July 23, 2019

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With a keen eye toward climate change and potential impacts on preserve ecology and infrastructure, ACR contracted with Laurel Collins of Watershed Services and Jason Pearson of Lotic Environmental Services to conduct a preliminary geomorphic assessment of the four watersheds in the Martin Griffin Preserve (MGP).  Project objectives included:

  • Provide a watershed level understanding of the current and long-term processes that affect flow, sediment sources, and sedimentation in the lower alluvial fans adjacent to...
June 20, 2019

ACR’s Fire Forward program on Saturday conducted a 27-acre controlled burn of annual grassland and oak savannah at Bouverie Preserve near Glen Ellen. Ecological objectives for this event were timed to reduce non-native and invasive plants, promote native bunchgrasses and native wildflowers and to offer a ‘live fire’ cooperative...

May 17, 2019

Report spurred by nesting disruptions shows Cormorant recovery

From the latest edition of Marine Ornithology: In the Bay Area, the Double-crested Cormorant population has recovered from significant declines to reach population sizes comparable to those from the late 19th century, when only one colony offshore at the Farallon Islands was known. We were especially elated to observe that on the colony at Hog Island on Tomales Bay, formed in 2001, has become the largest in the study area since 2011.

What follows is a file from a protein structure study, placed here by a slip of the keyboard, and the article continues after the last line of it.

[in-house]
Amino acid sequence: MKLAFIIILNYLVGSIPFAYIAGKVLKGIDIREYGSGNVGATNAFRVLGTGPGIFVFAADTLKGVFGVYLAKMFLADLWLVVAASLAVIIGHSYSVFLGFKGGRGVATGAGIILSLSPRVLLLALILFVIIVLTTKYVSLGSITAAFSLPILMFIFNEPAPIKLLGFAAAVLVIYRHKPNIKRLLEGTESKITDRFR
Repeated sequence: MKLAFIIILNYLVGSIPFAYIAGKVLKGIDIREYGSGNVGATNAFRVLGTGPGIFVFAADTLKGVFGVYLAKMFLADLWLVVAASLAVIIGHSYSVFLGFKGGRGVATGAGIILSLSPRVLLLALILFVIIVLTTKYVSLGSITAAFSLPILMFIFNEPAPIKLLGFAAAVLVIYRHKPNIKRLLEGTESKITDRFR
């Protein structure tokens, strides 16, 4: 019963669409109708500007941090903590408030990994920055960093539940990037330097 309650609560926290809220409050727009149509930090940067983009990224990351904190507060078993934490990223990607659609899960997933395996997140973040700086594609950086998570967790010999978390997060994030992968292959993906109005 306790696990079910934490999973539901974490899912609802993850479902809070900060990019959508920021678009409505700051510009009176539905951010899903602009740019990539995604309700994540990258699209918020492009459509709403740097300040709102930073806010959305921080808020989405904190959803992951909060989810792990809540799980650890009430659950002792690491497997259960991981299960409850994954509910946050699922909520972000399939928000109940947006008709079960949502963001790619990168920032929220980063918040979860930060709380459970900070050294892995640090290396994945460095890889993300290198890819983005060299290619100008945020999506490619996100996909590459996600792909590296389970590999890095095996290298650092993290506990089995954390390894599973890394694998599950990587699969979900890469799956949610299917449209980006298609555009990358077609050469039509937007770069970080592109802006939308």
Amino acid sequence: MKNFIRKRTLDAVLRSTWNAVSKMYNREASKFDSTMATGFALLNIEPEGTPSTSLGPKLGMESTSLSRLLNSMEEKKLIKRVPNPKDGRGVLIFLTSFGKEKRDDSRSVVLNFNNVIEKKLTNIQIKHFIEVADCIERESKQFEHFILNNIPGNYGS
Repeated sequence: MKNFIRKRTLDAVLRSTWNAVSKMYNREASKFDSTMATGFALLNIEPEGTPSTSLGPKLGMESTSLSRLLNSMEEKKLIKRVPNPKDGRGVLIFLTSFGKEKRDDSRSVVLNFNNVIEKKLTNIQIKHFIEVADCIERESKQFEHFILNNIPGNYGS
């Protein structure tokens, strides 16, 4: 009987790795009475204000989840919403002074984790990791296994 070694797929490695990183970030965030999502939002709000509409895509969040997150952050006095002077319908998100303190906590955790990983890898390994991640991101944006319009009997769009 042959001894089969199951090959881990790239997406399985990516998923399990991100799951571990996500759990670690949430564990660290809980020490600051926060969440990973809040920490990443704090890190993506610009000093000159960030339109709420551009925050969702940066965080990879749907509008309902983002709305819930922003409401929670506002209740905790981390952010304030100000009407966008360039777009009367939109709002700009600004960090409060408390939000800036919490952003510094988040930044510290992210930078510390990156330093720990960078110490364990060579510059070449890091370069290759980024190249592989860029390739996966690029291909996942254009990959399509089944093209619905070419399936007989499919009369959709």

ACR was pleased to co-author this report on the changes in abundance and distribution of nesting Double-crested Cormorants in the SF Bay Area from 1975-2017. The report was spurred by severe nesting disruptions observed during the construction of the new Bay Bridge....

May 10, 2019

Over the past three decades, a great deal of research has been gathered on snags and their role in forest and wetland ecosystems. Snags, better known as dead trees or logs, play a crucial role in maintaining biodiversity in a number of habitats including oak woodlands, pine forests and riparian zones. In California alone, snags are home to over 160 different species, which is why government land managers have designated them as “special habitat elements.”

Forest ecologist Jerry Franklin states, “A dead tree is more alive than a live tree.” Dead trees are a vital part of nutrient cycling within forests. Logs, in particular, contribute to the nutrient reserves and chemical and physical characteristics of forest soils or waterways.

According to Sally Duncan of the U.S....

April 18, 2019

The best time to plant a tree is 20 years ago. The second best time is now. -Chinese proverb

Audubon Canyon Ranch is proud to join its five partners in the Sonoma Valley Wildlands Collaborative (SVWC) as recipients of a one million dollar grant from CAL FIRE. Together, this group of public agencies and private landowners manages property totaling over 18,000 acres in the Sonoma Valley. Funding will support partner efforts on fuels reduction and vegetation management, including the use of prescribed fire, to enhance ecological health, reduce the risk of wildfire, and protect our communities.

Fire Forward: A major contributor

ACR will be a major contributor to this effort due to the strength of our Fire Forward program. Recent financial support from the...

March 26, 2019

Welcome, Egret 11